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The Project:

One Mustang directly off the range, One trainer, No tools, Just body language

The Goal:

To discover how far Equestrian Art can be developed solely using body language.

Fear and Curiosity

The dictionary describes Curiosity as “a strong desire to know or learn something.” Fear is described as “an unpleasant emotion caused by the belief that someone or something is dangerous, likely to cause pain, or a threat.” I would like to present the idea that a highly functioning individual will have a tendency to tackle fears with curiosity, leading them to learn about the subject until it no longer causes unpleasant emotion. Fear and Curiosity may well be linked in a beautiful cause and effect. While fear is an emotion most would rather avoid, curiosity is one of the most enjoyable emotions to be experienced.

While I was with Myrnah today the wind was whipping wildly, trees violently throwing themselves in every direction, leaves and branches swirling, crashing, and falling gracelessly to the ground. I felt like a mad woman to be out working with my horses regardless of the weather, yet there we were.

We took our work out into the front yard today. The tarp on the large stack of firewood was flapping on one side, the cat chose to accompany us hither and yon, and the noise of stormy weather was often disconcerting. I was impressed that Myrnah chose to come out the gate with me none the less.

I put my hand on her withers and told her to lead the way, take me wherever she would like to go. Today was about exploring. Today was about confidence, curiosity and bravery.

Through the narrow gap between the porch and the house where Myrnah tends to scoot past at the trot, every few steps I would ask her to back a step and wait. Giving her thinking brain a chance to work and her flight instincts a chance to settle. Then on we would go. Success! For the first time we made it all the way past the car with no panic and flight from claustrophobia. Causing her to back up a step gave her a moment to look left and right, to be curious about the tight space, the car and the porch, instead of simply running from it.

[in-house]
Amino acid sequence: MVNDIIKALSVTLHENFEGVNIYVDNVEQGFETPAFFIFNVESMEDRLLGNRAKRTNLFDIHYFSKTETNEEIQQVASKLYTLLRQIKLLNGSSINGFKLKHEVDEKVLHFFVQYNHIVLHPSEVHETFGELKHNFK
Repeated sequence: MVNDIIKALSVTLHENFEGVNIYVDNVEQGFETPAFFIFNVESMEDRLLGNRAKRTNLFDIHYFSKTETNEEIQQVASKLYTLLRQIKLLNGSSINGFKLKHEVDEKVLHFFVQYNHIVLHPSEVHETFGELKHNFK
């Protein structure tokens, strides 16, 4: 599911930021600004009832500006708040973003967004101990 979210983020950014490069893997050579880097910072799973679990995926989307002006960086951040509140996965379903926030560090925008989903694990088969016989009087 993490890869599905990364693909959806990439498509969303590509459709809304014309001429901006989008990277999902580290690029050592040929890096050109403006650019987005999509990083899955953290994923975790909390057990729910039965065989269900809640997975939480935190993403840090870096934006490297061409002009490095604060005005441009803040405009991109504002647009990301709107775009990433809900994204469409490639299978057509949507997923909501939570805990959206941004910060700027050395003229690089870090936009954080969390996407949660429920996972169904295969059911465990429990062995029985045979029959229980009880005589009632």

In that situation Myrnah’s fear is high and curiosity is a weak fledgling emotion, so I didn’t ask her to stand any longer than she chose to. The back-up merely reminded her that curiosity was an option. When she chose to look hard at her surroundings, ears pricked and neck arched, I was still and quiet, breathing deep and relaxed as I allowed and supported her desire to understand the tight space. We stood still together until she was ready to move again, then we would repeat it all a few steps later.

Working with a young horse in particular, the world is new, experiences are all fresh, and fear and curiosity hang in a balance. While Myrnah seems like an old soul at times, and appears more mature than domestic horses her age, I want to remember, she is only three-years old. The time I invest now, fostering and developing her curiosity while allowing the reflexive patterns of fear to weaken and fade away is worth the investment a hundred times over.

So when she chooses to take me out on a walk, around the front yard, and into the woods we have never traveled through before, between the car and porch, between the bin full of hoses and shed full of hay racks, past the flapping tarp, while leaving her companion Cleo behind and out of sight on the other side of the house- just Myrnah and I exploring the world together. When this exploration causes Myrnah to stop short, ears pricked, body tight, eyes hard and focused, I stop with her and just breathe. That is the moment when curiosity and fear are in a battle: fear says it is too dangerous to go on, curiosity wants to pay attention and focus in to understand the world.